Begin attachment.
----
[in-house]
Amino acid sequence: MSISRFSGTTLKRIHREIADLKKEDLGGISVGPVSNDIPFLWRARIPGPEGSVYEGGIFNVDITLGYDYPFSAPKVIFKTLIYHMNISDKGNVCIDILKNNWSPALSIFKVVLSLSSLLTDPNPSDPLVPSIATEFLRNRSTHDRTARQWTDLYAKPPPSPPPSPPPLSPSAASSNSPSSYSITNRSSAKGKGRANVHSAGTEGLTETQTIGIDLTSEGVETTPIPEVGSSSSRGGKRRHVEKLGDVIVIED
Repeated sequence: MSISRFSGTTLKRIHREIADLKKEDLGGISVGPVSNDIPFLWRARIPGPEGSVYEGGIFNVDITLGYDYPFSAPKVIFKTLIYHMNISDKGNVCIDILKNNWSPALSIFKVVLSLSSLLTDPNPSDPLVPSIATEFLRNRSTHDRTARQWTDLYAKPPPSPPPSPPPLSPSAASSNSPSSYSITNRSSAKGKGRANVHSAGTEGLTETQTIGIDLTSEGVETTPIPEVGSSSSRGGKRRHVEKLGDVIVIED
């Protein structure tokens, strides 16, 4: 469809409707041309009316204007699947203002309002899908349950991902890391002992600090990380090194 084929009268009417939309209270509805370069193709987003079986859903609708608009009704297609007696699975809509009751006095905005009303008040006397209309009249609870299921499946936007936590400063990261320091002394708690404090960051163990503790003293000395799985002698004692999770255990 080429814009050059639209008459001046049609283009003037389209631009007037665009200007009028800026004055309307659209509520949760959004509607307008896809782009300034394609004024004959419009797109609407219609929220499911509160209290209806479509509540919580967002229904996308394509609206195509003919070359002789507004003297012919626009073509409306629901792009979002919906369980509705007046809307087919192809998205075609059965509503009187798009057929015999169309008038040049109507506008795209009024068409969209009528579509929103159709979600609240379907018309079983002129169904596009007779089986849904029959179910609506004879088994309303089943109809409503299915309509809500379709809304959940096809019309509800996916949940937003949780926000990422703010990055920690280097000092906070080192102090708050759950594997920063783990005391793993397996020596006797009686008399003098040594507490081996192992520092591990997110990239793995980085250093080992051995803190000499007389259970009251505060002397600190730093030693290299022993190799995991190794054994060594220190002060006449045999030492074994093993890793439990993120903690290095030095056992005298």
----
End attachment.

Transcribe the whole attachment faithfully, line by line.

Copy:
[in-house]
Amino acid sequence: MSISRFSGTTLKRIHREIADLKKEDLGGISVGPVSNDIPFLWRARIPGPEGSVYEGGIFNVDITLGYDYPFSAPKVIFKTLIYHMNISDKGNVCIDILKNNWSPALSIFKVVLSLSSLLTDPNPSDPLVPSIATEFLRNRSTHDRTARQWTDLYAKPPPSPPPSPPPLSPSAASSNSPSSYSITNRSSAKGKGRANVHSAGTEGLTETQTIGIDLTSEGVETTPIPEVGSSSSRGGKRRHVEKLGDVIVIED
Repeated sequence: MSISRFSGTTLKRIHREIADLKKEDLGGISVGPVSNDIPFLWRARIPGPEGSVYEGGIFNVDITLGYDYPFSAPKVIFKTLIYHMNISDKGNVCIDILKNNWSPALSIFKVVLSLSSLLTDPNPSDPLVPSIATEFLRNRSTHDRTARQWTDLYAKPPPSPPPSPPPLSPSAASSNSPSSYSITNRSSAKGKGRANVHSAGTEGLTETQTIGIDLTSEGVETTPIPEVGSSSSRGGKRRHVEKLGDVIVIED
């Protein structure tokens, strides 16, 4: 469809409707041309009316204007699947203002309002899908349950991902890391002992600090990380090194 084929009268009417939309209270509805370069193709987003079986859903609708608009009704297609007696699975809509009751006095905005009303008040006397209309009249609870299921499946936007936590400063990261320091002394708690404090960051163990503790003293000395799985002698004692999770255990 080429814009050059639209008459001046049609283009003037389209631009007037665009200007009028800026004055309307659209509520949760959004509607307008896809782009300034394609004024004959419009797109609407219609929220499911509160209290209806479509509540919580967002229904996308394509609206195509003919070359002789507004003297012919626009073509409306629901792009979002919906369980509705007046809307087919192809998205075609059965509503009187798009057929015999169309008038040049109507506008795209009024068409969209009528579509929103159709979600609240379907018309079983002129169904596009007779089986849904029959179910609506004879088994309303089943109809409503299915309509809500379709809304959940096809019309509800996916949940937003949780926000990422703010990055920690280097000092906070080192102090708050759950594997920063783990005391793993397996020596006797009686008399003098040594507490081996192992520092591990997110990239793995980085250093080992051995803190000499007389259970009251505060002397600190730093030693290299022993190799995991190794054994060594220190002060006449045999030492074994093993890793439990993120903690290095030095056992005298």